The U.S. job market is, to use a technical term, really hot.
January saw non-farm payrolls jump by a better-than-expected 257,000, and data revisions lifted the totals for the prior two months by 147,000 more. Over the last three months, the economy added more than a million jobs, the strongest pace of labor market growth since 1997.
True, the unemployment rate ticked up to 5.7 percent, but that was for positive reasons, as more workers came back into the job market. “The reason the unemployment rate is higher is because the labor force is now estimated to be 1,051,000 bigger when the household survey tally of employment was up by only 759,000,” Paul Ashworth, chief U.S. economist at Capital Economics, explained. On top of all that, average hourly earnings bounced back, putting annual wage gains at 2.2 percent — still tepid, but slightly more reassuring than the 1.7 percent number from December.
“We limped along during much of the recovery; last year we started to walk and by year-end, transitioned into a jog,” economist Diane Swonk of Mesirow Financial wrote Friday. “We are still a long way from a sprint, which would include more rapid wage gains, but we do appear to have hit a new stride. That is something to welcome.”
Yet even before the numbers are released the chairman and CEO of the venerable Gallup polling organization wants you to know something about the unemployment rate: It’s all a “big lie” perpetuated by the White House and its co-conspirators on Wall Street and in the media.
“Right now, we're hearing much celebrating from the media, the White House and Wall Street about how unemployment is ‘down’ to 5.6 percent,” Gallup’s Jim Clifton wrote in an attention-grabbing opinion piece published Tuesday on the polling firm’s site. “The cheerleading for this number is deafening. The media loves a comeback story, the White House wants to score political points and Wall Street would like you to stay in the market.”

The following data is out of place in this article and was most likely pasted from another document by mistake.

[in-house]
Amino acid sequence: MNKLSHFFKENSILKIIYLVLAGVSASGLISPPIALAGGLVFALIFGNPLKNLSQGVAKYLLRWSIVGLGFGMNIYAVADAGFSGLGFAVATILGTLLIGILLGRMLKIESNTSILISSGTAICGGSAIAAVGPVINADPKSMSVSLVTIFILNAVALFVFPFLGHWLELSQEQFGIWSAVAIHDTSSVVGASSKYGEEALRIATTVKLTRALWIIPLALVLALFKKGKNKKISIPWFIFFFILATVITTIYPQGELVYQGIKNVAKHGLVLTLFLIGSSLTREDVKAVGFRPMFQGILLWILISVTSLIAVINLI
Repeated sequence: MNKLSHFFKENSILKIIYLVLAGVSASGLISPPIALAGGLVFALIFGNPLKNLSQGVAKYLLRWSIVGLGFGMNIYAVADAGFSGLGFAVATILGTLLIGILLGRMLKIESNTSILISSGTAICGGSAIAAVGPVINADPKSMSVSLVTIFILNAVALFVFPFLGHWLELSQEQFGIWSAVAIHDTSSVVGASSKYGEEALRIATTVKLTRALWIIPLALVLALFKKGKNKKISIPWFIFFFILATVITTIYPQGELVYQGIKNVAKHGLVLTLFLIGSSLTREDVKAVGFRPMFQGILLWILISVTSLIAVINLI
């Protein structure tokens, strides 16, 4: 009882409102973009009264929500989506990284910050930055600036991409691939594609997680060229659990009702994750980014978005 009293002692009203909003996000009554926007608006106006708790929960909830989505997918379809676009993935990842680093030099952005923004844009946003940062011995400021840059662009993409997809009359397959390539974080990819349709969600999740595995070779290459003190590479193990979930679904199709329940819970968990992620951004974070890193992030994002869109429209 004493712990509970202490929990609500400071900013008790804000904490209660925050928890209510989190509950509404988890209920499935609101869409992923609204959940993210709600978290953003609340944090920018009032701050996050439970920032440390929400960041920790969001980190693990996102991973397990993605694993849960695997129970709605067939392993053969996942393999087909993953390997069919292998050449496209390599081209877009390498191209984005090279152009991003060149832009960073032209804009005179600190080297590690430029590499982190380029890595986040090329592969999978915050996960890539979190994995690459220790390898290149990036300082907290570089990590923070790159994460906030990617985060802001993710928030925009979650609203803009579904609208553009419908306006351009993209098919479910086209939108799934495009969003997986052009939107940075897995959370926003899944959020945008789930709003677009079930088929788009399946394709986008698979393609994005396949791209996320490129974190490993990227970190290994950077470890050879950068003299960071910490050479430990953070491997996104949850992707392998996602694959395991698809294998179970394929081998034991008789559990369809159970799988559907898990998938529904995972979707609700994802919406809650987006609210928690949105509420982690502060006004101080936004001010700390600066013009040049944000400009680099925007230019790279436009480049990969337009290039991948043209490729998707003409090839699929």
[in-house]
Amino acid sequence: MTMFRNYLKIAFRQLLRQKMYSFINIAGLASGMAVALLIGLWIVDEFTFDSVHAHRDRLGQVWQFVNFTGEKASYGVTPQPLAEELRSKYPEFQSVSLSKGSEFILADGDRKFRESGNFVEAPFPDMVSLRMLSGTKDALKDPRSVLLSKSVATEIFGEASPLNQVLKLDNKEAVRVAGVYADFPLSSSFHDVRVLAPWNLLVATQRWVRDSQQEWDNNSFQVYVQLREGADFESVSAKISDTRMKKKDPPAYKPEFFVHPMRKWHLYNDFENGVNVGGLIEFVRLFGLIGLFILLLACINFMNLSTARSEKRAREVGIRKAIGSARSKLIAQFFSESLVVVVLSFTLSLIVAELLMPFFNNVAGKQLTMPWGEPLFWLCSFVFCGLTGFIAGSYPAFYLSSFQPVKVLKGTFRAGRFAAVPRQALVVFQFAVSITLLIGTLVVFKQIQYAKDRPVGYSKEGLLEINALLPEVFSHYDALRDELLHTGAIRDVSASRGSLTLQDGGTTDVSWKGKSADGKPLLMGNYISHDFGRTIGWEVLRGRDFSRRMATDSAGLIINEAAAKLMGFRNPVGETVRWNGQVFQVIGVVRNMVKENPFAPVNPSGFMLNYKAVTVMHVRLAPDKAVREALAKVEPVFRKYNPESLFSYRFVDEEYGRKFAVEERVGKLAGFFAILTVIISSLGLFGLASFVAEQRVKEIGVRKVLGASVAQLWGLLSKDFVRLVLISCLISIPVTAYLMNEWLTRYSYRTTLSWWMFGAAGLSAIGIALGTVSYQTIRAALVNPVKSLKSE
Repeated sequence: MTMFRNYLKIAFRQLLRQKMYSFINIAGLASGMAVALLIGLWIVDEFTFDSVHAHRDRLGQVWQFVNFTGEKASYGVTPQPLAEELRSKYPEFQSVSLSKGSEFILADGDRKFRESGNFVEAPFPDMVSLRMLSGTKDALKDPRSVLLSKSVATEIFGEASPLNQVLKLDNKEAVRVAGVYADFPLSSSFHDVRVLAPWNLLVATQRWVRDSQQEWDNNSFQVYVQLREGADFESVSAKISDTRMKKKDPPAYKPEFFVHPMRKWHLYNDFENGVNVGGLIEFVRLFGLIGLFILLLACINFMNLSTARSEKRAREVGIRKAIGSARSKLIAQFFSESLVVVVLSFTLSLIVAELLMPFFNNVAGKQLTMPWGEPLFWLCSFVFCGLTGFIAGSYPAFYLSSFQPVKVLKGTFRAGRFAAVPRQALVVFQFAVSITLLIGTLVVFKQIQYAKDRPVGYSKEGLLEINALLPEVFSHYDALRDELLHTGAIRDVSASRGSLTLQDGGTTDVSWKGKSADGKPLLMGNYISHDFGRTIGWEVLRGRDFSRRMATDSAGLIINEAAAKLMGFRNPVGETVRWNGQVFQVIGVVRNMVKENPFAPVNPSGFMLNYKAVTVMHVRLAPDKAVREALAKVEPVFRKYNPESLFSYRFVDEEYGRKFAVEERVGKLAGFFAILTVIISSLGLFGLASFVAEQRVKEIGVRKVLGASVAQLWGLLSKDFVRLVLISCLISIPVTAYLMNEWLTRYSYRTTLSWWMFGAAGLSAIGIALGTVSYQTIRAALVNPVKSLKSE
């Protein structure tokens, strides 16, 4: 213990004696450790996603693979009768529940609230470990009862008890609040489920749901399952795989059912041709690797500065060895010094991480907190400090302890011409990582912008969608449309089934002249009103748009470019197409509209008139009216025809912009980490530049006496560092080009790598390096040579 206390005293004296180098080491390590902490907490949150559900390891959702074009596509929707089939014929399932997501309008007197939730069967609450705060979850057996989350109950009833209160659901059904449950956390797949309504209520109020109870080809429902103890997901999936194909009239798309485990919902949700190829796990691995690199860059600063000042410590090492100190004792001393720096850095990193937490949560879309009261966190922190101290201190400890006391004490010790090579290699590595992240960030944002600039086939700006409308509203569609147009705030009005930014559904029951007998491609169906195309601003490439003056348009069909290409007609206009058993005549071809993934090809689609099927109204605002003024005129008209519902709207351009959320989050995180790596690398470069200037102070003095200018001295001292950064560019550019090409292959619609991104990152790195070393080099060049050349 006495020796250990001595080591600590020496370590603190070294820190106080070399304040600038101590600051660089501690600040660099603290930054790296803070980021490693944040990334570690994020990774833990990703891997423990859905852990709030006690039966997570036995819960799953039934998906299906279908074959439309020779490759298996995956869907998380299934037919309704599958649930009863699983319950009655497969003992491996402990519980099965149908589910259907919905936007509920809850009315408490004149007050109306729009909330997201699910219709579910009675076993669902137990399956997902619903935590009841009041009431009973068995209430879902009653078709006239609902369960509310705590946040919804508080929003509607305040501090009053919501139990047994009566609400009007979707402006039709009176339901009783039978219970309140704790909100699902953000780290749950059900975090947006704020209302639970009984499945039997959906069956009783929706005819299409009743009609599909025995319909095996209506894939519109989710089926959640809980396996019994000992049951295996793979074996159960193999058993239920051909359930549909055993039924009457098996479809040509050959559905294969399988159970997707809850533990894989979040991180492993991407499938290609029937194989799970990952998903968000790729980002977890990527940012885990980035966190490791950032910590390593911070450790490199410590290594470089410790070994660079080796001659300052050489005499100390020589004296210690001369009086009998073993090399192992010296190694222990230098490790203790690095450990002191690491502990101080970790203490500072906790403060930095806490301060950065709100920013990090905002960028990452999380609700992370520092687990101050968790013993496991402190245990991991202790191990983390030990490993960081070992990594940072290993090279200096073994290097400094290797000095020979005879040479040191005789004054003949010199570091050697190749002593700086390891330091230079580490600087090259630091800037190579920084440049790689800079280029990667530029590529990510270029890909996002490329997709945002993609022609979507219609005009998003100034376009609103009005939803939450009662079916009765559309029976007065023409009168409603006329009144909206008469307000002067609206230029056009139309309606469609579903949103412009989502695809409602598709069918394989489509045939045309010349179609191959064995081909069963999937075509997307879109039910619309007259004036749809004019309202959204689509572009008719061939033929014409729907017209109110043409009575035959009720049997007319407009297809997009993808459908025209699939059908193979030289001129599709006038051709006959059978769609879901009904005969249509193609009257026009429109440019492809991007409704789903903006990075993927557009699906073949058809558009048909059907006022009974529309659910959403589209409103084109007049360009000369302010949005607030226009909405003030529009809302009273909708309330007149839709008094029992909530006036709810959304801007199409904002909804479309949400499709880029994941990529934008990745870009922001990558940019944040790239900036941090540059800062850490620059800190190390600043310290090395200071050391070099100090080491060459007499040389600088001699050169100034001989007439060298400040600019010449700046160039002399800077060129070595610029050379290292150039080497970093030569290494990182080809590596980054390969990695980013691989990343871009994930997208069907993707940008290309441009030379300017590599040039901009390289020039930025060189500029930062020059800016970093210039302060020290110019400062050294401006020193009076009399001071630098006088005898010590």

Clifton went on to explain why that official unemployment number is “extremely misleading”: If an American is so discouraged about the prospect of finding a job that he or she gives up looking for four weeks, they’re no longer counted as unemployed. Instead, they are considered to be out of the labor force.
Similarly, if someone is working part time but would rather have a full-time job, the official unemployment rate — a measure known as U3 — simply counts them as employed. “Say you’re an out-of-work engineer or health care worker or construction worker or retail manager: If you perform a minimum of one hour of work in a week and are paid at least $20 — maybe someone pays you to mow their lawn — you’re not officially counted as unemployed,” he wrote.
Clifton, who has been Gallup’s CEO since 1988, should know a little something about how numbers can mislead, and in this case he’s certainly got a point. As he put it: “Right now, as many as 30 million Americans are either out of work or severely underemployed. Trust me, the vast majority of them aren't throwing parties to toast ‘falling’ unemployment.”
At the same time, though, that official unemployment rate does provide some useful information about the broader direction of the job market — and most economy-watchers who toss around that figure, from the White House to Janet Yellen at the Federal Reserve to the lowly journalists writing monthly stories about the job market, know it’s just one imperfect measure of a massive and complex economic picture.
That’s why the Labor Department also releases five other measures of unemployment, including one called U6, which includes people who want a job and have looked for work sometime in the past 12 months as well as those working part-time because they can’t find full-time jobs. And it’s why the Fed and others are focusing on a broader “dashboard” of data about the labor market rather than just relying on one number. Or why some economists continue to look at the difference between the U6 and U3 rates. (That U6 rate, by the way, is now 11.3 percent, down from 12.7 percent a year ago.)
The broader point is that any statistic can be meaningless without the proper context. A 5.7 percent unemployment rate, for example, looks pretty good now in comparison to the 10 percent rate of October 2009, but it wasn’t so hot back in June 2008, when the unemployment had jumped by a percentage point over the previous year and was climbing ever higher.
Whether you consider the unemployment rate to be a “big lie” or not, the truth remains this: The job market today is much stronger than it was, say, five years ago, but it is still not as good as it needs to be for Americans to feel a broadly shared prosperity. The White House, Wall Street and the media know this. The American public knows it, too.
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